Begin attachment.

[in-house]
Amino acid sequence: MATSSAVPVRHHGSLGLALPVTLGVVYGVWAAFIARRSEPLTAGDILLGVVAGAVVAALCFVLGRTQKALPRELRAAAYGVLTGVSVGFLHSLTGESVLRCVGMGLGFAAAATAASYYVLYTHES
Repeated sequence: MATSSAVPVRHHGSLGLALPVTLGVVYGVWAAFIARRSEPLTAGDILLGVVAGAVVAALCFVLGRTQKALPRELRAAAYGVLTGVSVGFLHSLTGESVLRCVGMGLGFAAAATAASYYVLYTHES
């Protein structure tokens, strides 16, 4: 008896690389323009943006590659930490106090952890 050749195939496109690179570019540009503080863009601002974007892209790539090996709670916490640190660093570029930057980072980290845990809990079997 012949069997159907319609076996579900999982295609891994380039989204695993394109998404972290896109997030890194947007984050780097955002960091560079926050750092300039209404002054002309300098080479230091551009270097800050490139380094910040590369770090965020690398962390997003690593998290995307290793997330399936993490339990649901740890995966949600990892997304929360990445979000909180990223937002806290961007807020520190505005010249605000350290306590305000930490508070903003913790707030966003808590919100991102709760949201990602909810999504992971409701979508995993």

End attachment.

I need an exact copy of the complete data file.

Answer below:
[in-house]
Amino acid sequence: MATSSAVPVRHHGSLGLALPVTLGVVYGVWAAFIARRSEPLTAGDILLGVVAGAVVAALCFVLGRTQKALPRELRAAAYGVLTGVSVGFLHSLTGESVLRCVGMGLGFAAAATAASYYVLYTHES
Repeated sequence: MATSSAVPVRHHGSLGLALPVTLGVVYGVWAAFIARRSEPLTAGDILLGVVAGAVVAALCFVLGRTQKALPRELRAAAYGVLTGVSVGFLHSLTGESVLRCVGMGLGFAAAATAASYYVLYTHES
């Protein structure tokens, strides 16, 4: 008896690389323009943006590659930490106090952890 050749195939496109690179570019540009503080863009601002974007892209790539090996709670916490640190660093570029930057980072980290845990809990079997 012949069997159907319609076996579900999982295609891994380039989204695993394109998404972290896109997030890194947007984050780097955002960091560079926050750092300039209404002054002309300098080479230091551009270097800050490139380094910040590369770090965020690398962390997003690593998290995307290793997330399936993490339990649901740890995966949600990892997304929360990445979000909180990223937002806290961007807020520190505005010249605000350290306590305000930490508070903003913790707030966003808590919100991102709760949201990602909810999504992971409701979508995993």